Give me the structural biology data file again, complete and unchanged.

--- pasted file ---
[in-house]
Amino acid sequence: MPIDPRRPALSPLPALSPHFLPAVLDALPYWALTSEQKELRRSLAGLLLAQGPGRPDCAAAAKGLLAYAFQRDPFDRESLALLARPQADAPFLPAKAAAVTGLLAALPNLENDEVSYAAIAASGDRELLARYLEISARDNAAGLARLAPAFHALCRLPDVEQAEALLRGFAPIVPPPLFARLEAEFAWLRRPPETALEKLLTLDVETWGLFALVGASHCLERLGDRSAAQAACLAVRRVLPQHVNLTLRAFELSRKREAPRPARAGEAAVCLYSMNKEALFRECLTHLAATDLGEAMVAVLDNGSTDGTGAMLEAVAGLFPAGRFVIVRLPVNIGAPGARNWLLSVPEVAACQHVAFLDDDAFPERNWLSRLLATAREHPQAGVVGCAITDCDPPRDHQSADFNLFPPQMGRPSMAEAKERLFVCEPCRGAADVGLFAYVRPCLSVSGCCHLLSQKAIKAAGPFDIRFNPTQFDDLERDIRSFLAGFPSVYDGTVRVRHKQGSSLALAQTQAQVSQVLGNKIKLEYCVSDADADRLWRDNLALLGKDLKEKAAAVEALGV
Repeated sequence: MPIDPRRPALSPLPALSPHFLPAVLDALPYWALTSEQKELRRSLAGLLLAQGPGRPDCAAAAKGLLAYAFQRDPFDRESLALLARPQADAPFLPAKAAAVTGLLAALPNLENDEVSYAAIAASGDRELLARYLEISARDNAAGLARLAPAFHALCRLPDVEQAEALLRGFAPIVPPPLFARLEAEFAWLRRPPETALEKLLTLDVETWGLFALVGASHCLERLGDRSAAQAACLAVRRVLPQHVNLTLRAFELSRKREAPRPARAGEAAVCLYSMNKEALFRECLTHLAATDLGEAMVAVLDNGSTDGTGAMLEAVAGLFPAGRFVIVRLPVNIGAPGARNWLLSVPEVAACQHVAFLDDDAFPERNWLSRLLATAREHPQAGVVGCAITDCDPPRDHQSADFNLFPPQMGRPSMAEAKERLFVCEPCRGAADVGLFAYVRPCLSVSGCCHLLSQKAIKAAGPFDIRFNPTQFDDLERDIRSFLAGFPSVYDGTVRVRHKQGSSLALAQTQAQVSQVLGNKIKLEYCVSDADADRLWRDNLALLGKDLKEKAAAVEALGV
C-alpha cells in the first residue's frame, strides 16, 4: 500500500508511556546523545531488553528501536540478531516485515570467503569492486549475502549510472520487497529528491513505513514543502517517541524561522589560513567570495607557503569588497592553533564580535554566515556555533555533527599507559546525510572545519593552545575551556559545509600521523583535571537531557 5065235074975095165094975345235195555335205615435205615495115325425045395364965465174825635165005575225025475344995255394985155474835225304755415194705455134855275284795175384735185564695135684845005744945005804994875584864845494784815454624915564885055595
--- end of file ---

[in-house]
Amino acid sequence: MPIDPRRPALSPLPALSPHFLPAVLDALPYWALTSEQKELRRSLAGLLLAQGPGRPDCAAAAKGLLAYAFQRDPFDRESLALLARPQADAPFLPAKAAAVTGLLAALPNLENDEVSYAAIAASGDRELLARYLEISARDNAAGLARLAPAFHALCRLPDVEQAEALLRGFAPIVPPPLFARLEAEFAWLRRPPETALEKLLTLDVETWGLFALVGASHCLERLGDRSAAQAACLAVRRVLPQHVNLTLRAFELSRKREAPRPARAGEAAVCLYSMNKEALFRECLTHLAATDLGEAMVAVLDNGSTDGTGAMLEAVAGLFPAGRFVIVRLPVNIGAPGARNWLLSVPEVAACQHVAFLDDDAFPERNWLSRLLATAREHPQAGVVGCAITDCDPPRDHQSADFNLFPPQMGRPSMAEAKERLFVCEPCRGAADVGLFAYVRPCLSVSGCCHLLSQKAIKAAGPFDIRFNPTQFDDLERDIRSFLAGFPSVYDGTVRVRHKQGSSLALAQTQAQVSQVLGNKIKLEYCVSDADADRLWRDNLALLGKDLKEKAAAVEALGV
Repeated sequence: MPIDPRRPALSPLPALSPHFLPAVLDALPYWALTSEQKELRRSLAGLLLAQGPGRPDCAAAAKGLLAYAFQRDPFDRESLALLARPQADAPFLPAKAAAVTGLLAALPNLENDEVSYAAIAASGDRELLARYLEISARDNAAGLARLAPAFHALCRLPDVEQAEALLRGFAPIVPPPLFARLEAEFAWLRRPPETALEKLLTLDVETWGLFALVGASHCLERLGDRSAAQAACLAVRRVLPQHVNLTLRAFELSRKREAPRPARAGEAAVCLYSMNKEALFRECLTHLAATDLGEAMVAVLDNGSTDGTGAMLEAVAGLFPAGRFVIVRLPVNIGAPGARNWLLSVPEVAACQHVAFLDDDAFPERNWLSRLLATAREHPQAGVVGCAITDCDPPRDHQSADFNLFPPQMGRPSMAEAKERLFVCEPCRGAADVGLFAYVRPCLSVSGCCHLLSQKAIKAAGPFDIRFNPTQFDDLERDIRSFLAGFPSVYDGTVRVRHKQGSSLALAQTQAQVSQVLGNKIKLEYCVSDADADRLWRDNLALLGKDLKEKAAAVEALGV
C-alpha cells in the first residue's frame, strides 16, 4: 500500500508511556546523545531488553528501536540478531516485515570467503569492486549475502549510472520487497529528491513505513514543502517517541524561522589560513567570495607557503569588497592553533564580535554566515556555533555533527599507559546525510572545519593552545575551556559545509600521523583535571537531557 5065235074975095165094975345235195555335205615435205615495115325425045395364965465174825635165005575225025475344995255394985155474835225304755415194705455134855275284795175384735185564695135684845005744945005804994875584864845494784815454624915564885055595